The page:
As some may be aware, I spent nearly twenty years making a living in a dealing room. Contrary to what many believe, those who are paid to trade are, in my experience, not necessarily smarter or better educated than those who pay for the privilege. They have better, faster access to information for sure, and they also have the focus that comes from concentrating on one market all day every day, but it is possible for anybody trading at home to get the same info and to specialize. There is, however, one major thing that sets floor traders apart.
Their role as market makers means that they often end up with positions that they didn’t intend to take and that leads to a completely different focus when observing markets. Rather than look first at the entry point for a trade, most professional traders concentrate more on exit points. Rather than ask themselves “where should I buy this” they ask themselves “if I buy this here, where will I sell it?” That view sometimes reveals a short term opportunity that is too good to miss.
Sometimes that even means taking a position that you are not entirely convinced about from a fundamental perspective, just because the proximity to a logical stop loss level means that with even a moderate price target the risk/reward ratio is strongly in your favor. I would argue that that is the case right now with Natural Gas, or more accurately with the U.S. Natural Gas ETF UNG.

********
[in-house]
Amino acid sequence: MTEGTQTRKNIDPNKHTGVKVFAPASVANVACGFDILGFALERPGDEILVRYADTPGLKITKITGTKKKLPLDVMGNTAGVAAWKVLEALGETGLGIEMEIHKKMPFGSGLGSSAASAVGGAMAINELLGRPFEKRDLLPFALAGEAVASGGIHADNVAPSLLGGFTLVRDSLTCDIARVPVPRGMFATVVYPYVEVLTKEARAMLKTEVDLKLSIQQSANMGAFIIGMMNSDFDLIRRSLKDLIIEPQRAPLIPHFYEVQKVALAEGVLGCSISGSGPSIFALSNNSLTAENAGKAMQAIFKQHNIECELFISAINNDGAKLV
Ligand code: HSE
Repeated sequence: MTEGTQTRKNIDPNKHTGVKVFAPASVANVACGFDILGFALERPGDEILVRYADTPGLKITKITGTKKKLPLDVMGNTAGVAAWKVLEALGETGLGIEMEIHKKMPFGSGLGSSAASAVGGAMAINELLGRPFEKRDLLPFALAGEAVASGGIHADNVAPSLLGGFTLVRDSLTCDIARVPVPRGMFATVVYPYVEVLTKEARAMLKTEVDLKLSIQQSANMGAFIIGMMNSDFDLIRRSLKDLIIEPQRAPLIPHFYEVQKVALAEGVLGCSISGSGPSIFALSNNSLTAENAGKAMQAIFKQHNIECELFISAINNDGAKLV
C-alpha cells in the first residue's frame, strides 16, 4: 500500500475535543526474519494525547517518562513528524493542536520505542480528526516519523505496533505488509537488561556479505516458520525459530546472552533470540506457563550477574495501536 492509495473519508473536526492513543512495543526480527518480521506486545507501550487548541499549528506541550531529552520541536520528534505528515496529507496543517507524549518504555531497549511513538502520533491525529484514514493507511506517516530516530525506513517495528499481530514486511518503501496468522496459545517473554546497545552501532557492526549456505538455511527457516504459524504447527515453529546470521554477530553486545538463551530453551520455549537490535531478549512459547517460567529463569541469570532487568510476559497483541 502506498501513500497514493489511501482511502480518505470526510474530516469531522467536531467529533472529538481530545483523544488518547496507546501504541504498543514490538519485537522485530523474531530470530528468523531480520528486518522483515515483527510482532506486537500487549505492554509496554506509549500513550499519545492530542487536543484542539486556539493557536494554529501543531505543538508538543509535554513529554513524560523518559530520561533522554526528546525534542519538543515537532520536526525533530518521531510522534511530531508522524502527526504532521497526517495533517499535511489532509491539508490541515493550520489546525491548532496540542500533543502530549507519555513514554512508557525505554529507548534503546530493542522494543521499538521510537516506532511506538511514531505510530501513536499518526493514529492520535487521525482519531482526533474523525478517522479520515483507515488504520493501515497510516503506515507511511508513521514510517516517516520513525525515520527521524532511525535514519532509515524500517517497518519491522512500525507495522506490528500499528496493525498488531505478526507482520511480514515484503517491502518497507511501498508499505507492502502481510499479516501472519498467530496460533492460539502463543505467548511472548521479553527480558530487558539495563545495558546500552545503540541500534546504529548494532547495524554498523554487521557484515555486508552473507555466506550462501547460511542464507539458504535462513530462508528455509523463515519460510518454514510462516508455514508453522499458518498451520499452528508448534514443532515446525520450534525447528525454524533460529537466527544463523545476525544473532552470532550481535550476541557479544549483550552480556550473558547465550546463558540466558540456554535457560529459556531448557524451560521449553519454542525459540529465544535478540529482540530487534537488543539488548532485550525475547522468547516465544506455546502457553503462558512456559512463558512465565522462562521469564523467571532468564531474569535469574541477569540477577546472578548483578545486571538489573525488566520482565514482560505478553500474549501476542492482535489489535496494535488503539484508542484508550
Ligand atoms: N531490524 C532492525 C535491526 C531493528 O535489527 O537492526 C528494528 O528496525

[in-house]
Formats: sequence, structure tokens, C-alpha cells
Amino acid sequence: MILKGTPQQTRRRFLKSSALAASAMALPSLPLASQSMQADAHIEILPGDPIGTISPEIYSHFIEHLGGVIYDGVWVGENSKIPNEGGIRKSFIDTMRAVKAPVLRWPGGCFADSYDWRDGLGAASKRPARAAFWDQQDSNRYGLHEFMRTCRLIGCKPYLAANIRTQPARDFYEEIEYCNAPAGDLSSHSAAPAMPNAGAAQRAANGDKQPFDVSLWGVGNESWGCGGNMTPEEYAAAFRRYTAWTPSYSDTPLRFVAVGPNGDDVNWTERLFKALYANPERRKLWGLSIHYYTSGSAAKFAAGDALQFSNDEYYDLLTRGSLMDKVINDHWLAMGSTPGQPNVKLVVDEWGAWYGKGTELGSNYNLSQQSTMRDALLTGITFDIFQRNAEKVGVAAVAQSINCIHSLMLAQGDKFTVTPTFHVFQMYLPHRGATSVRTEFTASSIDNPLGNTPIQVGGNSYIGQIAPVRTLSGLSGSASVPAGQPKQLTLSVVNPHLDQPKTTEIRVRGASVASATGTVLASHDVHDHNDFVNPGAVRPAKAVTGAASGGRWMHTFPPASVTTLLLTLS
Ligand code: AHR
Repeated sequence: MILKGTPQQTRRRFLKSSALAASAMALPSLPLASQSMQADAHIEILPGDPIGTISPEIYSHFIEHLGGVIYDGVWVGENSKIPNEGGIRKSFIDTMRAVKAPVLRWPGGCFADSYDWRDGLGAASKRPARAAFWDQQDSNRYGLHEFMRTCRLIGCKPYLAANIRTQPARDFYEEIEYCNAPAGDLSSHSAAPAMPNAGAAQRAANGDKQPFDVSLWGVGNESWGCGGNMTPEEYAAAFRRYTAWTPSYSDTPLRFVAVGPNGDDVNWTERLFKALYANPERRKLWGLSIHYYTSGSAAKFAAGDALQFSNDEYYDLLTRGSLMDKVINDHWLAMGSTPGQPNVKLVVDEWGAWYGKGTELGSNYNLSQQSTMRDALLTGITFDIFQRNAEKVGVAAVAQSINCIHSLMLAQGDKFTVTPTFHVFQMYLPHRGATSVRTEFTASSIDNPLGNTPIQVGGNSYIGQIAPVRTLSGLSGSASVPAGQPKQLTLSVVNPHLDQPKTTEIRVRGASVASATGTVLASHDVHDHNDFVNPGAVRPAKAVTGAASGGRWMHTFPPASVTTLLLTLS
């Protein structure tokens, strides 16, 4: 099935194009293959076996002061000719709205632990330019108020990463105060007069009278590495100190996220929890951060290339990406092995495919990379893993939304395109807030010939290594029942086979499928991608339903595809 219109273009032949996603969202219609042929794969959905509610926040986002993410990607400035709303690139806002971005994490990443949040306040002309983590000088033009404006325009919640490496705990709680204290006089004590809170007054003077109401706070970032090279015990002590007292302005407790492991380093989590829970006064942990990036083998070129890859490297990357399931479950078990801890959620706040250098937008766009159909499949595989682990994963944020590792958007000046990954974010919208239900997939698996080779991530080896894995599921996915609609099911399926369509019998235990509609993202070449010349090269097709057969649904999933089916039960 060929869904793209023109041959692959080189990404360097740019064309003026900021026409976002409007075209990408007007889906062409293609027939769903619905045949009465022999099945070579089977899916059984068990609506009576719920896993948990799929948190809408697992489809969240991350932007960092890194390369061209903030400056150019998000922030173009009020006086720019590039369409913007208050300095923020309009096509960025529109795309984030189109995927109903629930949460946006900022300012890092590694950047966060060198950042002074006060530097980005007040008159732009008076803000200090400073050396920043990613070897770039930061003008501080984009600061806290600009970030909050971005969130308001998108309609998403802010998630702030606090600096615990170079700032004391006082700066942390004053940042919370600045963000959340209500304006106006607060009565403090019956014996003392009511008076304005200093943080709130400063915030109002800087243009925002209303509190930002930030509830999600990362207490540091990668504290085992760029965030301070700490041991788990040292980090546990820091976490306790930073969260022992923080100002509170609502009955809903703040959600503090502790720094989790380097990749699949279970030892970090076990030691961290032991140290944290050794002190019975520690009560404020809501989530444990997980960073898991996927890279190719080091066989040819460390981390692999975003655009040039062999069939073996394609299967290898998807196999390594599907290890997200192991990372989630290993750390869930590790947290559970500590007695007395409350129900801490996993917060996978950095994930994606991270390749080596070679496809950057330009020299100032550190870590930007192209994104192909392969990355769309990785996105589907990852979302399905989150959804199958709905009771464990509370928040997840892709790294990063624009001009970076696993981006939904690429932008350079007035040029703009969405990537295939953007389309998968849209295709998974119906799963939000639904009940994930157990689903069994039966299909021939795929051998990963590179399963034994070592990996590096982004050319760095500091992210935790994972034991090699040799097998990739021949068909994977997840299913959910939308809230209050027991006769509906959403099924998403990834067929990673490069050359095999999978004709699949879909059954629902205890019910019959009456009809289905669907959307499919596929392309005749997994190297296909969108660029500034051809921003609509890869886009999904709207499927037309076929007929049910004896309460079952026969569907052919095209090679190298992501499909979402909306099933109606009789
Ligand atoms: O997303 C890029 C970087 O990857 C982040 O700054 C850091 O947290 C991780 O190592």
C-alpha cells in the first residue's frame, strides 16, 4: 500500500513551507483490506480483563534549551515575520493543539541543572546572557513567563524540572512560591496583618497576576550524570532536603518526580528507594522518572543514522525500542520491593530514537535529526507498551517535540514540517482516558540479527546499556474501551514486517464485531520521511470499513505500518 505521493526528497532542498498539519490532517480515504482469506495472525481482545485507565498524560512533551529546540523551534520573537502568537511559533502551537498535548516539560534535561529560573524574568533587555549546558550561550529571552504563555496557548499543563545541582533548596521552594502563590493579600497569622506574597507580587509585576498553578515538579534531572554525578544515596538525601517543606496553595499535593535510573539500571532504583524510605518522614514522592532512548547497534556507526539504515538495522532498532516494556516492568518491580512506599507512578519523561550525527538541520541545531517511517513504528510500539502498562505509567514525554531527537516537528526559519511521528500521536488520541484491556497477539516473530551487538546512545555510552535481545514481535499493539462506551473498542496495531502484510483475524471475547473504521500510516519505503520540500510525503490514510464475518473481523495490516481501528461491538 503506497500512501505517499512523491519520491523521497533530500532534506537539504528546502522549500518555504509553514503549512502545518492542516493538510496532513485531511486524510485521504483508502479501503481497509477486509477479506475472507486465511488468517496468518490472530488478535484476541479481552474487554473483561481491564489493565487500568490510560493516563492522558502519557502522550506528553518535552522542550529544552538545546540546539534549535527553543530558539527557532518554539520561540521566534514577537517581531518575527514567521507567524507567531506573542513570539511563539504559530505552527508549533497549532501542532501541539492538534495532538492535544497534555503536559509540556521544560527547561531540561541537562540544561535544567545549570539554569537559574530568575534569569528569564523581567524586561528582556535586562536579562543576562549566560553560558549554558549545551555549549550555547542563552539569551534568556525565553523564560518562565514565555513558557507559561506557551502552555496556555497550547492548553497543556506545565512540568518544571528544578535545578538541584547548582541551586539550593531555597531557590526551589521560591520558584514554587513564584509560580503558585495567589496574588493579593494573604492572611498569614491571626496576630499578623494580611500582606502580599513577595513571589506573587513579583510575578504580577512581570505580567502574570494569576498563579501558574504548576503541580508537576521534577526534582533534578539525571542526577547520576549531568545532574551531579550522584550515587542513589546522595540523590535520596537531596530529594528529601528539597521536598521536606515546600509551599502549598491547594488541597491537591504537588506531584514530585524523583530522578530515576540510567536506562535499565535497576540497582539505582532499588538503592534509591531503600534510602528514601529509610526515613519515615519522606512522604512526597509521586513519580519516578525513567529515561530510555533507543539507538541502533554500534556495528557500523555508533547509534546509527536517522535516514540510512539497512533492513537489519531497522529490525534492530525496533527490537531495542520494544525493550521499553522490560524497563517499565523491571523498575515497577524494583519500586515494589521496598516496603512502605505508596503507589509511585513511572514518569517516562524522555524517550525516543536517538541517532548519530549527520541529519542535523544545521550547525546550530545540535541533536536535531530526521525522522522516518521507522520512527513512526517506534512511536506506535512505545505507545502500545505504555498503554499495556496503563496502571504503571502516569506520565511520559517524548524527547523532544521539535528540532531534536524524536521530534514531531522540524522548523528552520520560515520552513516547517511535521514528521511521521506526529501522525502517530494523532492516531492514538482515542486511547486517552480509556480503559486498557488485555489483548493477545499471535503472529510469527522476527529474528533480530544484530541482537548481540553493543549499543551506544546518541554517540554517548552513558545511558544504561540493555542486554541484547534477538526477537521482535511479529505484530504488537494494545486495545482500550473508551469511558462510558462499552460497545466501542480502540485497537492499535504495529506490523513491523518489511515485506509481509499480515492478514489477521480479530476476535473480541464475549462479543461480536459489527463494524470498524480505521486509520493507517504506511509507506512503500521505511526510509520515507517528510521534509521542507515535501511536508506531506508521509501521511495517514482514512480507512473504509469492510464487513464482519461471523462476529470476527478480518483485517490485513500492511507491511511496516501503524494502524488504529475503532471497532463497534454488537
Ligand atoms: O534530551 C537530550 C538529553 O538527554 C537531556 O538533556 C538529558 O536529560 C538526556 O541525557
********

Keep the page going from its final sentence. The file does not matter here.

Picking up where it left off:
UNG hit a low last week of $14.09 and, following a rapid bounce off of that level has returned to the mid 14s at the time of writing. The reasons for UNG trading down here are pretty obvious. First and foremost, like oil, there has been a huge increase in supply as shale deposits have been recovered in the U.S. There is also the fact that this winter has been, so far at least, relatively warm and demand has been anything but robust.
I understand all of that and from a fundamental perspective would be wary of bottom fishing the commodity via futures or any other means. That doesn’t mean, though, that I would pass up a trade with a great risk/reward ratio just because it involved going long Natural Gas, and buying UNG at these levels sets up as exactly that.
At some point the fall in price will lead to some planned supply increases being delayed. That may not be in the next few weeks, but the realization that it is coming could easily lead to a snap back in the price in the short term. Similarly, the ECB’s decision to fully embrace QE has no direct immediate effect on U.S. natural gas, but if it quells fears of a global slowdown and lends support to oil it could spark a rally. If that is even a remote possibility, buying UNG at around $14.50 with a stop loss at around $13.50 and a target of a return to around $20 is an attractive trade.
When you approach UNG as I was taught to, considering exit points above all else, then the 1:5 risk reward ratio is what appeals. Whether or not you believe a recovery in natural gas prices is imminent is not the point. Just the chance that it could come makes the trade worth the relatively small risk.